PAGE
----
A Farmingdale-based startup has secured exclusive rights to a technology developed at Stony Brook University that could spur the creation of new vaccines for influenza, Zika and other diseases, officials said Wednesday.
Codagenix Inc. has signed a 20-year licensing agreement with the university for use of a software algorithm that weakens a virus by changing its DNA. The weakened virus is then used to make a vaccine that produces a stronger immune system response than that caused by other vaccines.
The algorithm was developed in the Stony Brook laboratory of Eckard Wimmer, a microbiology professor. He and fellow researchers Steffen Mueller and J. Robert Coleman then established Codagenix in 2012 to commercialize the technology.
“The advantage to our strategy and the technology behind it is that we can design virus vaccine candidates quickly,” Wimmer said.
Stony Brook professors Bruce Futcher and Steven Skiena also worked on the algorithm.
Codagenix chief operating officer Coleman said the licensing agreement “provides us with a competitive advantage to prevent others from using the approach.”
He also said the agreement allows Codagenix to take on partners to develop additional vaccines and to raise more funds from investors.
“Without the license no one would invest because there is no protection against competition and copycats,” Coleman said. “An exclusive license is a must if a company wants to secure investors or large pharmaceutical partners as we do.”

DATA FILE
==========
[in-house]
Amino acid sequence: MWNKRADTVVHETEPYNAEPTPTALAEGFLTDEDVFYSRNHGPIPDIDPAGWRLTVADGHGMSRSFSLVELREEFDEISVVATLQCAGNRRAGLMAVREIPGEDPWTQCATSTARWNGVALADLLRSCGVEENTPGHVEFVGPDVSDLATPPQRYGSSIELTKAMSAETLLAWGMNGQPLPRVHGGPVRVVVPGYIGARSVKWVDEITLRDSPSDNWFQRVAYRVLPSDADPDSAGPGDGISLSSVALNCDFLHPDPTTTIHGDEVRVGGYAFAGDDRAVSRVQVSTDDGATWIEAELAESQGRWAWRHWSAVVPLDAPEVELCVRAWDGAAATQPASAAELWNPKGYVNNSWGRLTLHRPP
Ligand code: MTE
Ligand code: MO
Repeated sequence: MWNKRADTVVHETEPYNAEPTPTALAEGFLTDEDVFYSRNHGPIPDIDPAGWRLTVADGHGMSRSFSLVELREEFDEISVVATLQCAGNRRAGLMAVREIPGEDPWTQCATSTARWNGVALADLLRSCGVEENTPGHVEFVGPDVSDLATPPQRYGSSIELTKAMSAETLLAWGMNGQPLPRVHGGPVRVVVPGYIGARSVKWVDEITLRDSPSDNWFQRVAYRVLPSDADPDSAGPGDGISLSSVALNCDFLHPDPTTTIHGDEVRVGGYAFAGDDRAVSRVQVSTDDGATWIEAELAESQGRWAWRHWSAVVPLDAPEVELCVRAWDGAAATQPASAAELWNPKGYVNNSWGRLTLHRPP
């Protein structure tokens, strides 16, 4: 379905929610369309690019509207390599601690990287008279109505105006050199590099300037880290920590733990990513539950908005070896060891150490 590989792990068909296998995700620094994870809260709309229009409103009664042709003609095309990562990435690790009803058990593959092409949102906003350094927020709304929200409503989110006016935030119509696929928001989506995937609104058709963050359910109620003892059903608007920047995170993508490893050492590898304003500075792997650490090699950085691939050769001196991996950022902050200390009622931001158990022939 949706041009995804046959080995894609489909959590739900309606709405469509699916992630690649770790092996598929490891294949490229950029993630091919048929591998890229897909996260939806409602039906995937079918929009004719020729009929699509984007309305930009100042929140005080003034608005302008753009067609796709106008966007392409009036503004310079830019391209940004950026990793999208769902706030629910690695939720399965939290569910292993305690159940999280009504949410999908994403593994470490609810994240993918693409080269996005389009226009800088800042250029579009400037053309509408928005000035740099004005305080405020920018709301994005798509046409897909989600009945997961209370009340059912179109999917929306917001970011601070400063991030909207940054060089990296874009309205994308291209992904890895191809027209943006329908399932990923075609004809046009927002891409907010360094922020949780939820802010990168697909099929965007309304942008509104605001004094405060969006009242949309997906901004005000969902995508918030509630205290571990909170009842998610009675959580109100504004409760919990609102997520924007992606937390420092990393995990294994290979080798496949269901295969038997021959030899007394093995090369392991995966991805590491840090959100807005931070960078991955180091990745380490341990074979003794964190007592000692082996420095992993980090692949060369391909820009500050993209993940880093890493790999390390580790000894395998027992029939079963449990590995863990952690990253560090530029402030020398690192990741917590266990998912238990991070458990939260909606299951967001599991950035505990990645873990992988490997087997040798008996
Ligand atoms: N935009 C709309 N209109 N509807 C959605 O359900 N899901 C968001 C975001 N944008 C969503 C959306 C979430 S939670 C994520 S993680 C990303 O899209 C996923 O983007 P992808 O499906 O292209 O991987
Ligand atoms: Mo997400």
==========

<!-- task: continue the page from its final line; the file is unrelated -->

Codagenix has seven employees and has secured more than $6 million in federal research grants and venture capital.
The licensing agreement stipulates that Codagenix pay Stony Brook, via the Research Foundation for the State University of New York, a yearly fee plus payments when objectives are met, and royalties from vaccine sales. The amounts were not disclosed Wednesday.
The agreement is the 16th to be completed by the university so far this year. Eleven licensing agreements were completed last year, records show.
Stony Brook has received royalty payments totaling $8.6 million so far this year and $13.2 million in 2015. The revenue is a key element in the university’s annual budget.
Stony Brook president, Dr. Samuel L. Stanley Jr., said the licensing agreement would yield benefits to medicine, the university’s finances and the economy.
“Finding new and better ways to protect against infectious diseases is extremely important in the 21st century,” he said. “This collaboration with Codagenix is groundbreaking science that elevates approaches to developing new vaccines.”
CORRECTION: In an earlier version of this article, the surname of Stony Brook University professor Steven Skiena was misspelled due to incorrect information from the university.